Having a partner that is honest and committed to their romantic relationship is an expectation that many people have, but research indicates that individuals do not always hold themselves to that same standard. Personally, I have always thought of myself as an honest person. I would brush away white lies that passed through my lips as something that was necessary to be said without much thought on the consequences. How much harm could a simple fib really cause if it was said out of love? To explore if altruistic white lies could actually benefit romantic relationships, a clinical psychologist named Mary Kaplar assessed couples and their attitudes on dishonesty. What was actually found in this study, was that these white lies did harm couples even though some were said out of love, and the overall happiness and satisfaction in their relationship was lower.
Jason B. Whiting took on the challenge of confronting couples and individuals with the truth on the disastrous effects of dishonesty in relationships with his book, Love Me True: Overcoming the Surprising Ways We Deceive in Relationships. From the very beginning I was captivated by his witty writing skills and his ability to draw the reader into each chapter. The stories that Whiting discusses in his book, as wild as some may be, are relatable to everyone on some sort of level. Whether it is a couple who has trouble communicating, or a spouse with extreme debt and gambling problems, he turns each situation into a learning experience and expands on different ideas and methods for couples to consider when they might face similar issues.
Although I am a single woman in the dating world, I was still able to read his book and reflect on myself and the values I want to have in my own life. I sometimes find myself in state of confusion when it comes to my past relationships, as I have been both the victim and the offender to deception. Coming to terms that I haven’t always been the best partner is a situation that I’m sure others find themselves in at some point in their life. It is a hard pill to swallow, but Whiting eloquently discusses this again and again because he knows that no one is perfect. His stories and the research literature he integrates throughout capture that it is a common challenge to be morally honest, but it is not impossible. As Whiting (2016) states,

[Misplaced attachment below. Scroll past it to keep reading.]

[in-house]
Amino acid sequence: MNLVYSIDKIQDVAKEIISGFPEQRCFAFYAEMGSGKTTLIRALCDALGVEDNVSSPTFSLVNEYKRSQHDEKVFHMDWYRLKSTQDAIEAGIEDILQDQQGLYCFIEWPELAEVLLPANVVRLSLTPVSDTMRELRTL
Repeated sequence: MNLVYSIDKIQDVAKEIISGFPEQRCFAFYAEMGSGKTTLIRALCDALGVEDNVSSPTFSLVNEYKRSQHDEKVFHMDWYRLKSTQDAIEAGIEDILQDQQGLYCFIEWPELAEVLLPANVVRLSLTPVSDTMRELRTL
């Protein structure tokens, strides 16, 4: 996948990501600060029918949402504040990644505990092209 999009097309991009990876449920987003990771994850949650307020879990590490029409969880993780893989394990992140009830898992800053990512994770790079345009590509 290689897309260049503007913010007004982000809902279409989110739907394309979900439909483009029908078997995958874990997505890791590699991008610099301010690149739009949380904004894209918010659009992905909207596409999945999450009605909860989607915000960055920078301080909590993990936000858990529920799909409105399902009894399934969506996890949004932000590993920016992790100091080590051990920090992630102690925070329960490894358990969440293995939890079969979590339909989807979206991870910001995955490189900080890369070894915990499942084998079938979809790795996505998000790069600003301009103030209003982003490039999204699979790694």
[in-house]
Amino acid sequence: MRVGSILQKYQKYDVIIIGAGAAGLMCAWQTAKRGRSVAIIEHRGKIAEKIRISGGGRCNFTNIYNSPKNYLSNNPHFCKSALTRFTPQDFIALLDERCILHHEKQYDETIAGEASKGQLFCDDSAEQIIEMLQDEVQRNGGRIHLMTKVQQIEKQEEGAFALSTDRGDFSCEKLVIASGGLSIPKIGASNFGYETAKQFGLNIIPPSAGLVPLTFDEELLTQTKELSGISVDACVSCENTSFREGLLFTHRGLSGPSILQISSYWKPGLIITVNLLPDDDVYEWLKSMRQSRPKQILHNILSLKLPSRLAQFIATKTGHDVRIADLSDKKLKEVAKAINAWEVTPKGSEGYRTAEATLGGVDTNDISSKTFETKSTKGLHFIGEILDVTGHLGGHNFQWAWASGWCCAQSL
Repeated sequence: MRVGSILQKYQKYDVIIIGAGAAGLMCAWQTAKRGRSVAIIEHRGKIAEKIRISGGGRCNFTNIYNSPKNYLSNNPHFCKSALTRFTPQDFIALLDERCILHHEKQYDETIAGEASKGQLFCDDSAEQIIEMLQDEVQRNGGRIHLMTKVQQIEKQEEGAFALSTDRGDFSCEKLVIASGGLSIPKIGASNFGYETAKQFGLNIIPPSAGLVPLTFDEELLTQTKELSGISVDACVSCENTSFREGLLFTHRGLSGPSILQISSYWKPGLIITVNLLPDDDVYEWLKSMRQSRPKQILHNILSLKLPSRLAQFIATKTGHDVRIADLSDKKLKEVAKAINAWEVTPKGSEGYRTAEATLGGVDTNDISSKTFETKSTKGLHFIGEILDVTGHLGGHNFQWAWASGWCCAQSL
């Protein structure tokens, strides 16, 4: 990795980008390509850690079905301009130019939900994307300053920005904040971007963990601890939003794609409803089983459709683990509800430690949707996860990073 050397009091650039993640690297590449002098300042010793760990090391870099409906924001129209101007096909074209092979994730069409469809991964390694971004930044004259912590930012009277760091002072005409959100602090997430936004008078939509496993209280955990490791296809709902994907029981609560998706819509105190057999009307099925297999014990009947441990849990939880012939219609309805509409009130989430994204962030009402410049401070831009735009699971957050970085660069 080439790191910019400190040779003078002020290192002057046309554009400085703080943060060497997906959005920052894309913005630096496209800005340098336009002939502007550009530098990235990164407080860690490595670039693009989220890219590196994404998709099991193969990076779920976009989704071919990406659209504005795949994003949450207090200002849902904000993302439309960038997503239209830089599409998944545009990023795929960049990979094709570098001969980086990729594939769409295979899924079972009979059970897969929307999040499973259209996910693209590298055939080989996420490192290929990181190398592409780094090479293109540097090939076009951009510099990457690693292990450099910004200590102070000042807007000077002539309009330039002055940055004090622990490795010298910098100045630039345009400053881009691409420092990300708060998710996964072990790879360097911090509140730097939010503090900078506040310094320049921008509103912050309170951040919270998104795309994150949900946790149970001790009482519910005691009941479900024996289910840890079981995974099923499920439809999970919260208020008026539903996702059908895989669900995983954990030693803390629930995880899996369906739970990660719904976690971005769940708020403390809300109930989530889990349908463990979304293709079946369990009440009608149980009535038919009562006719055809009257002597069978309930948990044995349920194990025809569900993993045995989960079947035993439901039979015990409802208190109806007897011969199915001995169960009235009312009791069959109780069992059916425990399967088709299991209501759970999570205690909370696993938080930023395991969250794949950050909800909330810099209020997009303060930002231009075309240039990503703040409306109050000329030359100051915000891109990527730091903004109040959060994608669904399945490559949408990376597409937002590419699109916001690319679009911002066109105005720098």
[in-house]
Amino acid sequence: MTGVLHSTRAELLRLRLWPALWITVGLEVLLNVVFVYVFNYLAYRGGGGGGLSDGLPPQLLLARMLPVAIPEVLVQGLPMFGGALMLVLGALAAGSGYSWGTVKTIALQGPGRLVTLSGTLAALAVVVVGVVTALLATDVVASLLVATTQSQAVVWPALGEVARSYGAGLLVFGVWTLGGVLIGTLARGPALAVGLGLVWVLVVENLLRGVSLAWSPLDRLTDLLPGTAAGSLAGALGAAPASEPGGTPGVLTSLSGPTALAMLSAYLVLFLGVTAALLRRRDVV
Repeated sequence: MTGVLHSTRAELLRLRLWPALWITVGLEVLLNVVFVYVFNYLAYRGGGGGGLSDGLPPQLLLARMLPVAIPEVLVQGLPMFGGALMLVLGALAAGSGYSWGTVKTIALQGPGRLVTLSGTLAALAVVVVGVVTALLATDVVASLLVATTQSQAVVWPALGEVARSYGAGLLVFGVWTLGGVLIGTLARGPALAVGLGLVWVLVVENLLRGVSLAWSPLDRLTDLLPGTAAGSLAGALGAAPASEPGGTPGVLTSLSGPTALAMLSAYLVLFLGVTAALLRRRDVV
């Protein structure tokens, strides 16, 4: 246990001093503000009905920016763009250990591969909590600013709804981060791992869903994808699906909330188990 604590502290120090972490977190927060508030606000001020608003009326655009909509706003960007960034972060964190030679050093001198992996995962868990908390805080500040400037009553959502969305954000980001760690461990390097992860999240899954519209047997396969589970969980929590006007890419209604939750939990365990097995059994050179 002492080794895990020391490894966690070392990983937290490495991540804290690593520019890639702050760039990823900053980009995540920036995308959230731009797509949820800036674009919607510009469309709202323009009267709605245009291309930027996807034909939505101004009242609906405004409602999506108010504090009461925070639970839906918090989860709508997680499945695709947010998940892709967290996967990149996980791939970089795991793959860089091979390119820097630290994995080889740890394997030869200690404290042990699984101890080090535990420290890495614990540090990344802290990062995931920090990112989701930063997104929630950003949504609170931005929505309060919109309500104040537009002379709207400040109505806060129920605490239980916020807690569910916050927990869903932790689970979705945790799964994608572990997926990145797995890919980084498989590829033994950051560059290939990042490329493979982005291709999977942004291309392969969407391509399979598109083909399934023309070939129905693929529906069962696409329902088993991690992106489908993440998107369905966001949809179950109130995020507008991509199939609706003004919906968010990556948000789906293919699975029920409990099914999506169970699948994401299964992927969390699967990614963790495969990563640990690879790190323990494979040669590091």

“Scrupulous self-honesty reveals who you really are and helps you know your strengths and limitations. Doing this helps you live with more integrity in all aspects of life” (p. 23).
Love Me True is especially applicable to a variety of readers, because Whiting’s stories apply to a variety of people, whether they are single, recently engaged, or thirty years into marriage. Being in love is an event that comes around for most people eventually, and having self-worth and being an honest individual is imperative to also becoming a good partner. This book allows you to take a hard look at what you could be doing to improve yourself and your relationship. I found it incredibly useful that Whiting also provides several different tips to help this process, such as writing down positive things about your day or learning to have the same excitement on dates with your spouse as you would if it were the very first date. Overall, I found that this read was incredibly useful and would recommend this to anyone looking to improve their own values and their relationships with others.
You can purchase this wonder book on Amazon: Love Me True: Overcoming the Surprising Ways We Deceive in Relationships
- Book, S. D. & McLeod, B. A. (2016). “Deception in romantic relationships: subjective estimates of success at deceiving and attitudes toward deception,” Journal of Social and Personal Relationships, 18 (4) 463-76.
- Harris, R. (2009). Act with love: stop struggling, reconcile differences, and strengthen your relationship with acceptance and commitment therapy. Oakland, CA: New Harbinger Publications.
- Kaplar, M. E. (2006). Lying happily ever after: altruistic white lies, positive illusions, and relationship satisfaction (Psychology Ph.D Dissertations). Retrieved from http://scholarworks.bgsu.edu/psychology_diss/2.
- Seligman, M. E. P. (2012). Flourish: a visionary new understanding of happiness and well-being (33-34). New York: Atria Books.
- Whiting, J. B. (2016). Love me true: overcoming the surprising ways we deceive in relationships. Springville, UT: Plain Sight Publishing, an imprint of Cedar Fort, Inc.
Hi, I’m Jessie! I’m currently an undergraduate student in Human Development and Family Sciences with an emphasis in Family Social Services. I enjoy spending time with my friends, learning new food recipes to cook, and watching countless series on Netflix. Being on this research team has been such a great experience and I hope you enjoy our blog!